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Deletion of the N-terminus of SF2/ASF Permits RS-Domain-Independent Pre-mRNA Splicing

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Deletion of the N-terminus of SF2/ASF Permits RS-Domain-Independent Pre-mRNA Splicing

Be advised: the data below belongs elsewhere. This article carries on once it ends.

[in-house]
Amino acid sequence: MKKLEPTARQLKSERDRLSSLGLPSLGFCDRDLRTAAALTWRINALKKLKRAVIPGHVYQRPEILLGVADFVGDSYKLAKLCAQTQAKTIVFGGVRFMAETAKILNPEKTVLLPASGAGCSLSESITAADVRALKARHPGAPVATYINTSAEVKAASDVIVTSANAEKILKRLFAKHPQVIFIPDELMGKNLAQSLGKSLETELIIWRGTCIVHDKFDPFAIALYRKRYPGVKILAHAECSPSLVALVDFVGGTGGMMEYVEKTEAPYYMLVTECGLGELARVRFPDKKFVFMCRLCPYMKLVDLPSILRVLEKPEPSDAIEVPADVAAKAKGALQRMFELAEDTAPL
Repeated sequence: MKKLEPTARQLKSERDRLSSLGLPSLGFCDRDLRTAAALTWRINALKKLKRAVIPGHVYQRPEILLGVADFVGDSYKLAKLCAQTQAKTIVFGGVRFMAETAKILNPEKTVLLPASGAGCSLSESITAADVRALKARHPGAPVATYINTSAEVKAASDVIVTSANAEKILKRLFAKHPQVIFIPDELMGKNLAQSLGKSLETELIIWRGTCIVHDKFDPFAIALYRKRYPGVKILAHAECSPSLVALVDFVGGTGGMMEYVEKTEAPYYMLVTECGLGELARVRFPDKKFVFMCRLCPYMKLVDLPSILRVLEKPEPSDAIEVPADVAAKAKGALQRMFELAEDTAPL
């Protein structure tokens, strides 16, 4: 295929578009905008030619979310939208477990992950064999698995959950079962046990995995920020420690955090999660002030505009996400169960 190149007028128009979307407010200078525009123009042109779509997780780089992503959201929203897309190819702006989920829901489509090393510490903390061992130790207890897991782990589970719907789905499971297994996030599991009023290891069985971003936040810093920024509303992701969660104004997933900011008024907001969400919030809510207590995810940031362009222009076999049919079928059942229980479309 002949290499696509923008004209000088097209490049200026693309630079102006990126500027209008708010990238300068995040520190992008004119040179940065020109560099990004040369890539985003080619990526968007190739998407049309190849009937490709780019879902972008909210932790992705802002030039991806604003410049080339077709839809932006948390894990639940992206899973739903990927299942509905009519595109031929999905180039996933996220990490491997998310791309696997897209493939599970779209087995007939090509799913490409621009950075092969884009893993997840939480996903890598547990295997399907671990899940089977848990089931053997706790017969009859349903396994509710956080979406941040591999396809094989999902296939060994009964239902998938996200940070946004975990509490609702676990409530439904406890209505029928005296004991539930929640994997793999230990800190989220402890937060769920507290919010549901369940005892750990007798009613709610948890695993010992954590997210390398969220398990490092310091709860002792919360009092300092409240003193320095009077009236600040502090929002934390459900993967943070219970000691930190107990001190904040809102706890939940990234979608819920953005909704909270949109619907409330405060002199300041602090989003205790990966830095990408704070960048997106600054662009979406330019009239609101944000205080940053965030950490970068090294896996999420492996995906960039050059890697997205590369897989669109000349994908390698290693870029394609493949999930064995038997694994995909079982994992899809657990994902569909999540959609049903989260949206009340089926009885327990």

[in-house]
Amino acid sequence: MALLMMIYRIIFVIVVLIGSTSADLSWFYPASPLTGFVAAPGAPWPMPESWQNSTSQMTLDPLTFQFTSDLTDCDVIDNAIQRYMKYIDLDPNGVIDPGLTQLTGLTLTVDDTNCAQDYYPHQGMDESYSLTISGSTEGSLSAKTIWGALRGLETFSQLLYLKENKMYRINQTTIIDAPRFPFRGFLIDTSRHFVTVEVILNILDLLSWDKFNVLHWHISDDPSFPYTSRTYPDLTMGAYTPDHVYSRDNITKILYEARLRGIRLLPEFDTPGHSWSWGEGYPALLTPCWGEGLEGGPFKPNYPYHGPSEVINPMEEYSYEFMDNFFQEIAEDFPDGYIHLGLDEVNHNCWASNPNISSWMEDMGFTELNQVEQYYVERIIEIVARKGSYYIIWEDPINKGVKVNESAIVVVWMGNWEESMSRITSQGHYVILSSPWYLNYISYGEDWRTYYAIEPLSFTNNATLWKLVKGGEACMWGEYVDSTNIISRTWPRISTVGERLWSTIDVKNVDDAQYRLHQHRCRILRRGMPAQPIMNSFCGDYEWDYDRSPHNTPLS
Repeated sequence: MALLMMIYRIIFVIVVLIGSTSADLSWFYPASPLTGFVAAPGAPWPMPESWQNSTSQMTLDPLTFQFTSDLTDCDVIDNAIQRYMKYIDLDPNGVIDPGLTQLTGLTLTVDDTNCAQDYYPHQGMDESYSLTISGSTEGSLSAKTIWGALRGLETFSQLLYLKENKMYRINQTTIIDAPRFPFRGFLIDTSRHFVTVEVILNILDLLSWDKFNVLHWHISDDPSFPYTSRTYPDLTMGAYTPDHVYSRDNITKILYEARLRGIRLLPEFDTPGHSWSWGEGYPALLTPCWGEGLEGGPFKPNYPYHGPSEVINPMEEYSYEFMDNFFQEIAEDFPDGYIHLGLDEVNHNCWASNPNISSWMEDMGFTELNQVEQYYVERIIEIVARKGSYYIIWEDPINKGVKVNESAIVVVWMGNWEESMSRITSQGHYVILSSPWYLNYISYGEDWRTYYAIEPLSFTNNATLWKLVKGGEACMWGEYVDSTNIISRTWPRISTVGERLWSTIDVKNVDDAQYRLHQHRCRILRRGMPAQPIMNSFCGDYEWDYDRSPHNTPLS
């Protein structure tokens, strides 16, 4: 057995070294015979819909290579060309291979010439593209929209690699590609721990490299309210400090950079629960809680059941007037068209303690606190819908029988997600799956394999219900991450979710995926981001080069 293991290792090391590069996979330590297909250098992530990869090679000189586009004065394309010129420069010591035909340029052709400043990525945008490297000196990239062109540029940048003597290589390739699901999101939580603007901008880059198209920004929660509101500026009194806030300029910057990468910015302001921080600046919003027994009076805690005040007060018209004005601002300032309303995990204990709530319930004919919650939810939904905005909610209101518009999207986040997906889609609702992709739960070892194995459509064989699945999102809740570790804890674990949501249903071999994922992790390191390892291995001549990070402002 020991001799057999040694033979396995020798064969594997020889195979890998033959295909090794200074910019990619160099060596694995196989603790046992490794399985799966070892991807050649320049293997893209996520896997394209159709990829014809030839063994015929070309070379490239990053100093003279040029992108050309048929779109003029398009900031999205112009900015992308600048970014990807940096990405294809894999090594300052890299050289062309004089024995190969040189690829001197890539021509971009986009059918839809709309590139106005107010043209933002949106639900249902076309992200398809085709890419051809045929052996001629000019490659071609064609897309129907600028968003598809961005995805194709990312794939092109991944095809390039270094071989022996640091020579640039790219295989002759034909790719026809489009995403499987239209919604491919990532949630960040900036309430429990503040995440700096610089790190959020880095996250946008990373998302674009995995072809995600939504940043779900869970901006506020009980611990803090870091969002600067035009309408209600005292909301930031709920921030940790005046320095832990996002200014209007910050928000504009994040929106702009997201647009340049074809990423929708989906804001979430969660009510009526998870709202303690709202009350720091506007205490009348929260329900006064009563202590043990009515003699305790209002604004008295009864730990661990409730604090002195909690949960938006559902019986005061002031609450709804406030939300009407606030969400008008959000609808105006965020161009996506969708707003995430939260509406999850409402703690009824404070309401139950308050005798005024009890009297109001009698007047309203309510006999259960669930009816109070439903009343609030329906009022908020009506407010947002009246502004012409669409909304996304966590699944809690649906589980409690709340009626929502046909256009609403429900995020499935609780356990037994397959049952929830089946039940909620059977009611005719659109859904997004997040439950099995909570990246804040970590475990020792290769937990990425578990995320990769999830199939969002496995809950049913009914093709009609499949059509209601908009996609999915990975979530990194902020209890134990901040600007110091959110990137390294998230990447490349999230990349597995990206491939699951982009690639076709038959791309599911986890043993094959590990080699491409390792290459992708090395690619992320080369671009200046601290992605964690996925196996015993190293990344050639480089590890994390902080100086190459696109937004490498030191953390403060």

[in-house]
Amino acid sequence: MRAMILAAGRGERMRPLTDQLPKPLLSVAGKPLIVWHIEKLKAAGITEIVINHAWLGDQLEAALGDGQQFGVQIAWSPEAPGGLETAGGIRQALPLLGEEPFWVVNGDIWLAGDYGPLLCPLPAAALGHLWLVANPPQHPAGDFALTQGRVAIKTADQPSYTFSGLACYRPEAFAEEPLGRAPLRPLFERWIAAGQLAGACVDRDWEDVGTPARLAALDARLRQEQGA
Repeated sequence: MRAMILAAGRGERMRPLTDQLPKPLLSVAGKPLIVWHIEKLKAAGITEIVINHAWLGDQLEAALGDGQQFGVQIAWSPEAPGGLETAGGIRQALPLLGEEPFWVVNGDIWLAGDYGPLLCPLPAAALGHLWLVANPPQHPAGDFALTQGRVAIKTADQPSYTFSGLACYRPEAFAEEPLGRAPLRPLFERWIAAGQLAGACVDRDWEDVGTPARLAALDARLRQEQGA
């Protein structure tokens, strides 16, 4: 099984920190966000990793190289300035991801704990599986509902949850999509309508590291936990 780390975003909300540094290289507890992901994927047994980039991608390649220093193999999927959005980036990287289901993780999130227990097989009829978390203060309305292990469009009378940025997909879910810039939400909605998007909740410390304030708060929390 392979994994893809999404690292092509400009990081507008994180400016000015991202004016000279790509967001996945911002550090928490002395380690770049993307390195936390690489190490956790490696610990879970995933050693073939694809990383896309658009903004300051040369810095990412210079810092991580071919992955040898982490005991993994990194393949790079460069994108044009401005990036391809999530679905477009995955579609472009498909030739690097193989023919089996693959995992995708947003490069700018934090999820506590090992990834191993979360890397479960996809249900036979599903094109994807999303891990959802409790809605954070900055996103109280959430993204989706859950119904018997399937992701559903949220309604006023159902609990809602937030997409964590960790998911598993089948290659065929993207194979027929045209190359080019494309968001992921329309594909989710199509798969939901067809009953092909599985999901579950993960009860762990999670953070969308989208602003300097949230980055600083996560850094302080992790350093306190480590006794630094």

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  Deletion of the N-terminus of SF2/ASF Permits RS-Domain-Independent Pre-mRNA Splicing Stephanie D. Shaw 1,3 , Sutapa Chakrabarti 2 , Gourisankar Ghosh 2 , Adrian R. Krainer 1 * 1 Cold Spring Harbor Laboratory, Cold Spring Harbor, New York, United States of America,  2 Department of Chemistry and Biochemistry, University of California at San Diego, La Jolla, California, United States of America,  3 Molecular and Cellular Biology Program, State University of New York at StonyBrook, Stony Brook, New York, United States of America Serine/arginine-rich (SR) proteins are essential splicing factors with one or two RNA-recognition motifs (RRMs) and a C-terminalarginine- and serine-rich (RS) domain. SR proteins bind to exonic splicing enhancers via their RRM(s), and from this position arethought to promote splicing by antagonizing splicing silencers, recruiting other components of the splicing machinery throughRS-RS domain interactions, and/or promoting RNA base-pairing through their RS domains. An RS domain tethered at an exonicsplicing enhancer can function as a splicing activator, and RS domains play prominent roles in current models of SR proteinfunctions. However, we previously reported that the RS domain of the SR protein SF2/ASF is dispensable for  in vitro   splicing of some pre-mRNAs. We have now extended these findings via the identification of a short inhibitory domain at the SF2/ASF N-terminus; deletion of this segment permits splicing in the absence of this SR protein’s RS domain of an IgM pre-mRNAsubstrate previously classified as RS-domain-dependent. Deletion of the N-terminal inhibitory domain increases the splicingactivity of SF2/ASF lacking its RS domain, and enhances its ability to bind pre-mRNA. Splicing of the IgM pre-mRNA in S100complementation with SF2/ASF lacking its RS domain still requires an exonic splicing enhancer, suggesting that an SR proteinRS domain is not always required for ESE-dependent splicing activation. Our data provide additional evidence that the SF2/ASFRS domain is not strictly required for constitutive splicing  in vitro  , contrary to prevailing models for how the domains of SRproteins function to promote splicing. Citation: Shaw SD, Chakrabarti S, Ghosh G, Krainer AR (2007) Deletion of the N-terminus of SF2/ASF Permits RS-Domain-Independent Pre-mRNASplicing. PLoS ONE 2(9): e854. doi:10.1371/journal.pone.0000854 INTRODUCTION The SR proteins are a family of conserved splicing factors thatconsist of either one or two N-terminal RNA recognition motifs(RRM) and a C-terminal arginine- and serine-rich (RS) domain[1,2]. SR proteins promote constitutive and alternative splicing through multiple modes [3], some of which are presumed torequire their RS domains. Exonic splicing enhancers (ESEs) aredegenerate 6–8 nucleotide motifs that promote exon inclusion, inmany cases through the action of SR proteins [4–9]. SR proteinsbind to ESEs via their RRM(s) [10], whereas their RS domains arethought to function as protein-protein interaction modules thatfacilitate exon inclusion by recruiting components of the basalsplicing machinery to the flanking 5 9  and 3 9  splice sites early insplice-site recognition [11]. In yeast two-hybrid and Far Westernassays, the SR protein SF2/ASF was shown to interact with itself and with the U1-snRNP-specific protein U1-70K and the smallsubunit of the U2AF heterodimer, U2AF 35 ; these protein-proteininteractions required the RS domains of each protein [12,13].Subsequently it was proposed that SR proteins can promoterecruitment of the U1 snRNP to the 5 9  splice site through SRprotein RS-domain-mediated interactions with U1-70K [14].However, the RS domain of SF2/ASF alone is unable to interactwith U1-70K  in vitro  [15]. Enhancer-bound SR proteins are alsothought to escort U2AF 65 to the 3 9  splice site polypyrimidine tractthrough RS-domain-mediated recruitment of U2AF 35 [16,17,18]. A role for SR proteins in bringing U2AF 65 to the polypyrimidinetract is supported by several experiments in which improving thistract can relieve the requirement for an ESE for pre-mRNAs withenhancer-dependent introns [19,20,21]. However, other experi-ments failed to detect changes in U2AF recruitment in thepresence versus in the absence of an ESE [22,23], calling intoquestion the hypothesis that an ESE-bound RS domain is requiredfor recruitment of U2AF 65 . Although the aforementioned func-tions of SR proteins are assumed to occur via RS-domain-mediated protein-protein interactions, it has not yet beendemonstrated that such interactions occur in the context of a functional spliceosome [24]. A second mode by which SR proteins promote exon inclusion isby antagonizing the negative regulation conferred by exonicsplicing silencers (ESSs), pre-mRNA regulatory elements thatinhibit exon inclusion in both constitutive and alternative splicing [25]. Although the mechanisms by which SR proteins counteractthe effects of splicing silencers are not well understood [4], theirRS domains are not always required for this function, as SF2/ASFlacking its RS domain can act from the position of an HIV  tat   exon3 ESE to antagonize an ESS present in the same exon [26]. A third mechanism by which SR proteins have been reported topromote splicing is by engaging in transient RS domain-pre-mRNA contacts during the course of splicing. An ESE-bound RSdomain can interact directly with the branchpoint of an IgMsubstrate in the pre-spliceosomal A complex [27]. The RSdomains of SR proteins bound to ESEs can also act as protein-RNA interaction modules to promote base-pairing of pre-mRNAand U5 and U6 snRNAs during the course of pre-mRNA splicing [28]. However, although it is clear that an RS domain recruited to Academic Editor:  Juan Valcarcel, Centre de Regulacio´ Geno`mica, Spain Received  July 31, 2007;  Accepted  August 13, 2007;  Published  September 5, 2007 Copyright:    2007 Shaw et al. This is an open-access article distributed underthe terms of the Creative Commons Attribution License, which permitsunrestricted use, distribution, and reproduction in any medium, provided thesrcinal author and source are credited. Funding:  This work was supported by NIH grant GM42699 to ARK. Competing Interests:  The authors have declared that no competing interestsexist. * To whom correspondence should be addressed.  E-mail: krainer@cshl.edu PLoS ONE | www.plosone.org 1 September 2007 | Issue 9 | e854  the ESE position can function as a splicing activator, an RSdomain tethered to the position of the ESE is not always required,as splicing of the ESE-dependent substrate dsx lacking its ESE canalso be accomplished simply by the addition of an excess of freeRS domain to nuclear extract [27], consistent with the hypothesisthat the function of an SR protein may be merely to recruit anyRS domain to the vicinity of the splicing signal. On the otherhand, adding an RS domain peptide to nuclear extract isinsufficient to promote exon inclusion for  BRCA1  pre-mRNAexon 18 lacking a functional ESE, whereas recruitment of a synthetic RS domain to the mutated ESE rescues inclusion of this exon [29].The RS domains of SR proteins are conserved, and the serineresidues within these domains are targets of phosphorylation bymultiple kinases, including SRPK1 [30] and SRPK2 [31], Clk/Sty[32], and DNA topoisomerase I [33]. Phosphorylation of RSdomains influences the subcellular localization of SR proteins[32,34,35,36]. The phosphorylation state of the RS domain hasa significant influence on SR protein function, as both hyper- andhypophosphorylated SR proteins are unable to support splicing [37,38,39]. SR protein RS domains were at one time thought to beindispensable for constitutive splicing   in vitro,  yet dispensable forconcentration-dependent effects on alternative splice-site selection[40,41]. However, we subsequently found that the RS domain of SF2/ASF is not required for constitutive splicing of several pre-mRNAs  in vitro , including tat23, an ESE-dependent pre-mRNAknown to be regulated by an ESS [42]. Thus, pre-mRNAs could beclassified as either RS-domain-dependent or RS-domain-indepen-dent, based on their ability to be spliced with an SR protein lacking its RS domain (‘‘ D RS’’). RS-domain-dependence was found to berelated to the strength of the 3 9  splice site and the requirement forU2AF 35 [42]. IgM M1-M2 was identified as an RS-domain-dependent pre-mRNA, congruent with at least some previousreports that it is U2AF 35 -dependent and possesses relatively weak polypyrimidine-tract and branchpoint sequences [43,44].IgM M1-M2 has been used by several laboratories as a modelsubstrate to explore the role(s) of ESEs in promoting pre-mRNAsplicing. However, the functions of the ESE-bound SR protein inthe context of the RS-domain-dependent IgM M1-M2 pre-mRNAhave been controversial, and there are several competing modelsfor the mechanism by which SF2/ASF promotes splicing at theESE position in this substrate. In the recruitment model, SF2/ASFbinds via its RS domain to U2AF 35 to indirectly recruit U2AF 65 tothe polypyrimidine tract [21], whereas in the antagonism model,the sole function of enhancer-bound SF2/ASF is to prevent PTBfrom binding to a downstream ESS [45]. Some experiments withthe IgM M1-M2 substrate strongly support the model for SRprotein function in which an ESE-bound RS domain recruitsU2AF 35 and U2AF 65 to the polypyrimidine tract [21]. However,other experiments detected no difference in U2AF 35 occupancy onIgM M1-M2 in the presence and absence of the ESE [23].The discovery that many but not all substrates could be splicedwith SF2/ASF lacking its RS domain [42] suggested that SRprotein functions might be subdivided into RS-domain-dependentand RS-domain-independent categories. We prepared variousfragments of SF2/ASF for structural and functional studies,including versions lacking the C-terminal RS domain and/or anN-terminal extension that precedes RRM1. N-terminal and C-terminal extensions of RRMs have been demonstrated to regulatenucleic acid binding in other splicing factors [46], and we notedthat SF2/ASF and some other SR proteins have N-terminal RRMextensions. We had previously characterized an N-terminally His-tagged SF2/ASF lacking the RS domain as unable to complementS100 for constitutive splicing [40], but omitting this N-terminal tag allowed the same protein to support splicing of some pre-mRNAs[42]. These precedents suggested that the natural N-terminus of SF2/ASF may influence its activity, and we therefore investigatedwhether the N-terminal extension preceding RRM1 had anyinfluence on the splicing activity of   D RS with the RS-domain-dependent substrate IgM M1-M2. Deletion of the N-terminusfrom D RS revealed that the RS domain is not required for splicing of IgM M1-M2, lending further support to our previous finding that the RS domain of SF2/ASF is sometimes dispensable forsplicing   in vitro , and calling for a reevaluation of traditional modelsof SR protein function. RESULTS The RS domain of SF2/ASF is not required forsplicing of IgM M1-M2  in vitro  To determine whether the splicing activity of the  D RS protein isaffected by the N-terminal extension to RRM1, we tested proteinswith mutations and deletions of the N-terminus in an  in vitro splicing assay (Figure 1). IgM M1-M2 was previously characterizedas an RS-domain-dependent substrate, although a low level of splicing can be detected in S100 complementation assays with our D RS protein (Figure 1C, lane 4), which consists of amino acids 1-196 of SF2/ASF. Deletion of the first 11 amino acids of   D RS toproduce the  D N D RS protein comprising amino acids 12-196permitted splicing of IgM M1-M2 at a level comparable to thatseen with full-length SF2/ASF (Figure 1C, lanes 2 and 5). Deletionof the N-terminus from SF2/ASF to produce the  D NSF2/ASFprotein also slightly increased the amount of splicing supported bythe protein (Figure 1C, lanes 2 and 3). Mutational analysis of the N-terminus of SF2/ASFreveals that conserved amino acids contribute tothe inhibitory effect of the RRM1 extension onsplicing We observed that deletion of the 11 N-terminal amino acids(MSGGGVIRGPA) from SF2/ASF and  D RS increased theamount of splicing that could be supported by these proteins,suggesting that the N-terminus has an inhibitory function. Toidentify amino acids within this N-terminal region that maycontribute to inhibition of splicing, we generated SF2/ASF and D RS proteins with mutations in the N-terminus (Figure 1). Aminoacids 5-10 (GVIRGP) are predicted to have  b -strand propensity(GOR4, Biology Workbench, San Diego Supercomputer Center,University of California at San Diego; Subramaniam, 1998), andseveral other proteins identified through a Basic Local AlignmentSearch Tool search (BLAST, National Center for BiotechnologyInformation) as having similar motifs to GVIRGP are known toadopt a  b -strand conformation with their homologous residues.We made both SF2/ASF and  D RS proteins with the following mutations at the N-terminus: deletion of amino acids 5–10 (thepredicted  b -strand), a triple mutant of amino acids 6–8 calledV6A/I7A/R8A, and single mutants designated V6A, I7A, R8A,P10A, and R8E (Figures 1A and 1B). The SF2/ASF and  D RS N-terminus mutant proteins were tested in the  in vitro  splicing assaywith IgM M1-M2 (Figure 1C) to determine whether mutation of any of these amino acids relieves the inhibitory effect of the N-terminus. Most of the N-terminal mutations had little or no effecton the amount of splicing of IgM M1-M2 in the context of full-length SF2/ASF (Figure 1C, lanes 6-12). However, of the  D RS N-terminus mutant proteins,  D RS:  D 5-10 and  D RS:R8E showeda significant increase in splicing, relative to their parental protein D RS (Figure 1C, lanes 13 and 19), with levels of splicing similar to Functional Domains of SF2/ASFPLoS ONE | www.plosone.org 2 September 2007 | Issue 9 | e854  that seen with  D N D RS. The increase in splicing of IgM M1-M2with these mutant proteins, relative to  D RS, suggests that residueswithin amino acids 5-10 contribute to the inhibitory effect of theN-terminus on splicing, and in particular, that R8 plays a role inthis inhibition.We carried out a phylogenetic analysis to examine theconservation of the N-terminal extension of SF2/ASF (Figure 2).The N-terminal peptide is highly conserved in vertebrate SF2/ ASF orthologs, but not in other SR protein paralogs. Invertebrateand plant SF2/ASF and a subset of other SR proteins also have N-terminal extensions, which in most cases include at least onearginine residue. The N-terminal extension of RRM1 influences theability of SF2/ASF to bind RNA Protein segments N-terminal or C-terminal to the core RRMmodule have been demonstrated to play roles in nucleic acidrecognition for several splicing factors, including U1-70K [47],U1A [48,49,50], PTB [51], hnRNP C [52], and hnRNP A1 [53],as well as other RNA-binding proteins with RRMs, such as La[54] and CstF-64 [55]. As RRM extensions modulate thespecificity of RNA binding, the binding affinity, and/or theaccessibility of the RNA-binding surface for other nucleic acid-binding proteins, we hypothesized that the SF2/ASF N-terminal Figure 1. Identification of N-terminal residues of SF2/ASF that contribute to the inhibitory function of this domain. (A)  Amino acid sequence of the N-terminal extension of RRM1 of SF2/ASF, indicating mutations generated and tested by  in vitro  splicing and UV crosslinking assays. The firstresidues of RRM1 are in bold, with the RNP-2 submotif underlined.  (B)  Recombinant SF2/ASF and mutant proteins used in this study, analyzed bySDS-PAGE and Coomassie-blue staining. M: molecular-weight markers.  (C)  In vitro  splicing of IgM M1-M2 pre-mRNA in HeLa S100 extract alone (lane1), and in S100 complemented with 16 pmol of SF2/ASF,  D RS, and N-terminus mutant proteins, as indicated (lanes 2-19). The splicing efficiency isindicated below each lane.doi:10.1371/journal.pone.0000854.g001Functional Domains of SF2/ASFPLoS ONE | www.plosone.org 3 September 2007 | Issue 9 | e854  extension may influence the affinity of the protein for splicing substrates. The binding of purified recombinant SF2/ASF, D NSF2/ASF,  D RS,  D N D RS,  D RS:  D 5-10, and  D RS:R8E toIgM M1-M2 pre-mRNA was assayed by UV crosslinking (Figure 3). Although there was little difference between the extentof RNA crosslinking observed for the SF2/ASF and  D NSF2/ASFproteins (Figure 3B, lanes 2 and 3), deletion of the N-terminalextension in the context of the  D RS protein greatly increased thecrosslinking to the IgM M1-M2 RNA (lanes 4 and 5). In addition,the  D RS:  D 5-10 protein, which exhibited increased splicing activity relative to its parental  D RS protein (Figure 1C, lane 13),was also more efficiently crosslinked to IgM M1-M2 RNA Figure 2. Phylogenetic alignment of the N-termini of SF2/ASF orthologs and paralogs.  SR protein N-terminal RRM extensions were aligned usingClustalW. Accession numbers are provided for each sequence in the alignment. Sequences in the  b 1 strand and arginine residues in the extensionsare indicated by bold lettering.doi:10.1371/journal.pone.0000854.g002Functional Domains of SF2/ASFPLoS ONE | www.plosone.org 4 September 2007 | Issue 9 | e854  (Figure 3B, lane 6). These data suggest that the inhibitory effect of the N-terminus of the  D RS protein on splicing of IgM M1-M2may be due to a negative influence of this segment on the protein’sability to bind RNA.The increase in splicing observed with  D RS harboring the R8Emutation (Figure 1C, lane 19) was not strictly correlated withimprovement in RNA binding as measured by UV crosslinking with purified recombinant proteins, as apparent binding of   D RS:R8E protein to IgM M1-M2 RNA was not greatly increasedrelative to binding of   D RS (Figure 3B, lanes 4 and 7). Increasedapparent RNA binding in the UV crosslinking assay for  D N D RSand  D RS:  D 5-10 proteins may be a consequence of removal of a portion of the inhibitory N-terminus, whereas the R8E mutationmay not increase RNA binding to the same extent in this assaybecause it preserves the length of the inhibitory N-terminalextension to RRM1. On the other hand, the UV crosslinking assaywith RNA and purified recombinant proteins does not necessarilyaddress whether the R8E mutation affects the ability of the  D RSprotein to be recruited to IgM M1-M2 pre-mRNA under splicing conditions. Splicing of IgM M1-M2 with  D N D RS requires theexonic splicing enhancer Despite the fact that IgM M1-M2 was previously characterized asan RS-domain-dependent substrate, and although its splicing canbe activated by an RS domain tethered to the position of its ESE[21,56,57], we have established through deletion of the N-terminus from  D RS that the RS domain of SF2/ASF is notrequired for IgM M1-M2 splicing. We and others have observedthat IgM M1-M2 is an ESE-dependent substrate [7,23,58,59,60]. As several existing models for SR protein function in the IgM M1-M2 context require an enhancer-bound SR protein or RS domain,we wished to determine whether the  D N D RS protein exerted itseffects through the ESE. Therefore, we deleted the enhancerregion (GAAGGACAGCAGAGACCAAGA, as reported in [23])from IgM M1-M2 to produce the IgM D E substrate, and tested itsability to be spliced with the  D N D RS protein. We also mutatedother sequences already demonstrated to have a relationship to SRprotein function within the IgM M1-M2 pre-mRNA context, i.e.,the polypyrimidine tract and the exonic splicing silencer, to testwhether there was any difference in splicing with changes in theseelements, in the presence or absence of the SF2/ASF RS domain. As already seen in the above experiment (Figure 1C),  D N D RScomplemented S100 for splicing of IgM M1-M2 almost asefficiently as SF2/ASF (Figure 4, lanes 2 and 3). As expected,IgM D E could not be spliced in S100 complementation with SF2/ ASF, because IgM M1-M2 is an ESE-dependent pre-mRNA(Figure 4, lane 5). Likewise,  D N D RS could not splice IgM D E,demonstrating that it also activates splicing in an ESE-dependentmanner (Figure 4, lane 6).The IgM M1-M2 ESS was srcinally identified in functionalassays by progressive deletion of exonic sequences from the 3 9  endof the pre-mRNA, and mapped to the last half of the M2 exon[58]. The silencer was subsequently more precisely mapped to an11-nucleotide motif denoted PTB site I (UCUUACGUCUU), andits cognate repressor protein was identified as pyrimidine tractbinding protein (PTB) [45]. Using an IgM M1-M2 derivativesubstrate in which the ESE had been replaced by an MS2bacteriophage coat protein binding site [61], Shen et al showed inS100 complementation assays with SF2/ASF that immuno-depletion of PTB permitted splicing of IgM in the absence of anMS2-RS protein targeted to the ESE position [45], suggesting thatthe primary function of an SR protein bound at this ESE is tocounteract the juxtaposed ESS. To determine whether the RSdomain of an ESE-bound SR protein plays a role in antagonizing the function of the IgM M1-M2 ESS, we tested an IgM substratewith a mutant PTB site I (ACAUACGACAU, as in [45]),IgMPTB, and the PTB mutant substrate also lacking the ESE,IgM D EPTB, in S100 complementation with SF2/ASF and D N D RS. More efficient splicing of IgMPTB was observed with D N D RS than with SF2/ASF (Figure 4, lanes 14 and 15),suggesting that the RS domain of SF2/ASF is not required forcounteracting the function of the PTB site I silencing element.However, contrary to the previous report that the PTB site Imutation can relieve the requirement for the ESE [45], we did notobserve splicing of IgM D EPTB with either SF2/ASF or  D N D RSin our S100 complementation assays (Figure 4, lanes 17 and 18).The discrepancies between our results and the previously reporteddata may be attributable to differences in the methods by whichwe tested the substrates; in their S100 complementation assays,Shen et al immunodepleted PTB from S100, rather than mutating the PTB site I. It is possible that mutation of the PTB site I mightbe insufficient to permit splicing in S100 complementation, forexample, in a scenario in which PTB binds to additional sites in Figure 3.  D RS N-terminus mutations that improve splicing alsoincrease the ability of   D RS to bind IgM M1-M2. (A)  Recombinant SF2/ASF and mutant proteins employed in the crosslinking assay. M:molecular-weight markers.  (B)  UV crosslinking of SF2/ASF and variantproteins to radiolabeled IgM M1-M2 RNA. BSA (lane 1), or purifiedrecombinant SR proteins SF2/ASF (lane 2),  D NSF2/ASF (lane 3),  D RS(lane 4),  D N D RS (lane 5),  D RS:  D 5-10 (lane 6), and  D RS:R8E (lane 7) wereincubated with uncapped IgM M1-M2 RNA prior to crosslinking, RNAsedigestion, and separation of crosslinked adducts by SDS-PAGE.doi:10.1371/journal.pone.0000854.g003Functional Domains of SF2/ASFPLoS ONE | www.plosone.org 5 September 2007 | Issue 9 | e854